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Ways to Calculate BMI

by
author image Andrea Cespedes
Andrea Cespedes is a professionally trained chef who has focused studies in nutrition. With more than 20 years of experience in the fitness industry, she coaches cycling and running and teaches Pilates and yoga. She is an American Council on Exercise-certified personal trainer, RYT-200 and has degrees from Princeton and Columbia University.
Ways to Calculate BMI
A calculator makes your BMI easy to figure out. Photo Credit daizuoxin/iStock/Getty Images

When you go for a checkup, your doctor may measure your height and weight to determine your BMI -- or body mass index. This gives him an idea of your body's level of fatness and whether you're at a healthy size. If your BMI is high, you may be at risk for conditions that come with being overweight, such as type 2 diabetes and cardiovascular complications. Your BMI helps your doctor decide if additional health screenings need to be performed. BMI isn't a perfect measure, but it's noninvasive and easy to calculate.

Online BMI Calculators

An online BMI calculator is the easiest and quickest method for computation. A number of U.S.-based health organizations offer one on their websites, including the National Heart, Lung and Blood Institute and the Centers for Disease Control and Prevention. The National Health Service of Britain also has an online calculator, which allows you to use metric or imperial measurements.

A BMI between 18.5 and 24.9 is considered normal and indicates that you're at minimal risk of chronic disease related to your weight. A BMI of less than 18.5 puts you in the category of underweight, meaning you might improve your health by gaining a few pounds. Overweight is represented by a BMI of 25 to 29.9, while obese is 30 or higher. These high BMIs indicate the need for further evaluation of your health.

Mathematical Equation for BMI

The equation for BMI uses metric measurements and is figured by dividing your weight in kilograms by your height in meters squared. Metric heights are often represented by centimeters; to determine your height in meters, divide height in centimeters by 100. BMI = weight in kilograms / height in meters x height in meters.

To figure your BMI using the imperial measurements of pounds and inches, a conversion factor of 703 is used in the equation. The equation for BMI then becomes weight in pounds divided by height in inches squared, the total of which is then multiplied by 703 to get your final BMI. Here's the equation: BMI = weight in pounds / (height in inches x height in inches) x 703.

Determining BMI for Children and Teens

Figure the BMI for children and teens using the same equation as the one used for adults, but the interpretation of the results accounts for age and gender. When kids are growing up, their body fat levels change dramatically and vary according to gender.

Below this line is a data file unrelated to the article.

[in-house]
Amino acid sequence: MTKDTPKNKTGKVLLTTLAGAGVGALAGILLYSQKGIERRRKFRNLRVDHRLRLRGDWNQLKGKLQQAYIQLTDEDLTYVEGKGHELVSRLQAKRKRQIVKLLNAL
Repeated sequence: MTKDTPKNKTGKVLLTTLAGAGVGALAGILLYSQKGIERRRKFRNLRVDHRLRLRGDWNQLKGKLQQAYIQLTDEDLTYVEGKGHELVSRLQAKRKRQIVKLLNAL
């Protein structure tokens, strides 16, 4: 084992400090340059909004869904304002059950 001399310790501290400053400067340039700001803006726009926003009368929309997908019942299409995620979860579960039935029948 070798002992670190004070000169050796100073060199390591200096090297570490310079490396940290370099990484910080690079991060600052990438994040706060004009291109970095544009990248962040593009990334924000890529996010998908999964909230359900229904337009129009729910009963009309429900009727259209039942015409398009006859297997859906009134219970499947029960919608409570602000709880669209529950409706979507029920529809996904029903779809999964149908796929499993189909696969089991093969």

A child's or teen's BMI is compared to growth charts to see if they fall into a healthy percentile. Those who are in the 5th percentile or lower are considered underweight, those in the 5th to 84th percentile are considered normal and those in the 85th to 94th percentile are overweight. Child obesity is indicated when BMI falls in the 95th percentile or greater.

A child with a BMI putting him in the overweight or obese category may be at risk for the same chronic health conditions as heavy adults.

Consider BMI as a Screening Tool

BMI can be a decent way to gauge a person's fatness, but it has limitations, which is why BMI is used only as a screening tool, and isn't diagnostic. Two people with the same BMI can have different levels of fatness. For example, if a man and woman have the same BMI, the woman will tend to have more body fat than lean tissue, such as muscle, bones, organs and connective tissue. Older people also tend to have more body fat than younger adults, even when their BMIs are the same. Higher BMIs in the overweight and obese ranges tend to be more accurate than lower BMI values.

BMI also misses some people who have an unhealthy amount of body fat, even though their weight is normal. These cases of "normal weight obesity" usually occur in sedentary adults and older adults who have lost considerable muscle mass. If body fat levels are 20 percent or greater for a man or 30 percent or greater for a woman, a person may be vulnerable to some of the same health problems -- such as type 2 diabetes -- that affect people who are overtly overweight or obese. Doctors sometimes miss these cases because their BMIs register as normal, confirming that BMI should be only one of several screening tools.

Athletic individuals may also find their results misinterpreted by the BMI calculations. Their abundance of muscle mass makes them seem too heavy for their size, but in reality they have a small percentage of fat tissue. Too much fat, not too much muscle, is dangerous to your health.

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